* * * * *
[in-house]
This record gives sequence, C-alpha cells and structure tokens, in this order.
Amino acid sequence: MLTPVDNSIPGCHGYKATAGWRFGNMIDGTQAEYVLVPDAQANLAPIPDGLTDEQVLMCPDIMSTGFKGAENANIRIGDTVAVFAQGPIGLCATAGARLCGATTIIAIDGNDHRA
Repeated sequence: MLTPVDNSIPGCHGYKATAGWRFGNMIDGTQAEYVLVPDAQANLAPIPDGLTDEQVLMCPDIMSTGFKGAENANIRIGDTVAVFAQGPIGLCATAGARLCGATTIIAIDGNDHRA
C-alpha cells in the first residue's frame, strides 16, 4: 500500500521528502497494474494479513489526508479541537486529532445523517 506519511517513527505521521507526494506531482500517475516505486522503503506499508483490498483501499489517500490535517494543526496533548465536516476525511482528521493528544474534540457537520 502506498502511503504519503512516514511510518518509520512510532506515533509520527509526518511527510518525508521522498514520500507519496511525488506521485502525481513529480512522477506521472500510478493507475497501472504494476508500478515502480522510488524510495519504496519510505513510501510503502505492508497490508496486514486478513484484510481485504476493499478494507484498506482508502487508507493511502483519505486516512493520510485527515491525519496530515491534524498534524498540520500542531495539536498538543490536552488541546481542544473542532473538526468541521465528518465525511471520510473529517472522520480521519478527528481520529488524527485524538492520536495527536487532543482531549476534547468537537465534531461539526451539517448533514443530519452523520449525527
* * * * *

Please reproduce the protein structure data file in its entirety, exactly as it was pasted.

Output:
[in-house]
This record gives sequence, C-alpha cells and structure tokens, in this order.
Amino acid sequence: MLTPVDNSIPGCHGYKATAGWRFGNMIDGTQAEYVLVPDAQANLAPIPDGLTDEQVLMCPDIMSTGFKGAENANIRIGDTVAVFAQGPIGLCATAGARLCGATTIIAIDGNDHRA
Repeated sequence: MLTPVDNSIPGCHGYKATAGWRFGNMIDGTQAEYVLVPDAQANLAPIPDGLTDEQVLMCPDIMSTGFKGAENANIRIGDTVAVFAQGPIGLCATAGARLCGATTIIAIDGNDHRA
C-alpha cells in the first residue's frame, strides 16, 4: 500500500521528502497494474494479513489526508479541537486529532445523517 506519511517513527505521521507526494506531482500517475516505486522503503506499508483490498483501499489517500490535517494543526496533548465536516476525511482528521493528544474534540457537520 502506498502511503504519503512516514511510518518509520512510532506515533509520527509526518511527510518525508521522498514520500507519496511525488506521485502525481513529480512522477506521472500510478493507475497501472504494476508500478515502480522510488524510495519504496519510505513510501510503502505492508497490508496486514486478513484484510481485504476493499478494507484498506482508502487508507493511502483519505486516512493520510485527515491525519496530515491534524498534524498540520500542531495539536498538543490536552488541546481542544473542532473538526468541521465528518465525511471520510473529517472522520480521519478527528481520529488524527485524538492520536495527536487532543482531549476534547468537537465534531461539526451539517448533514443530519452523520449525527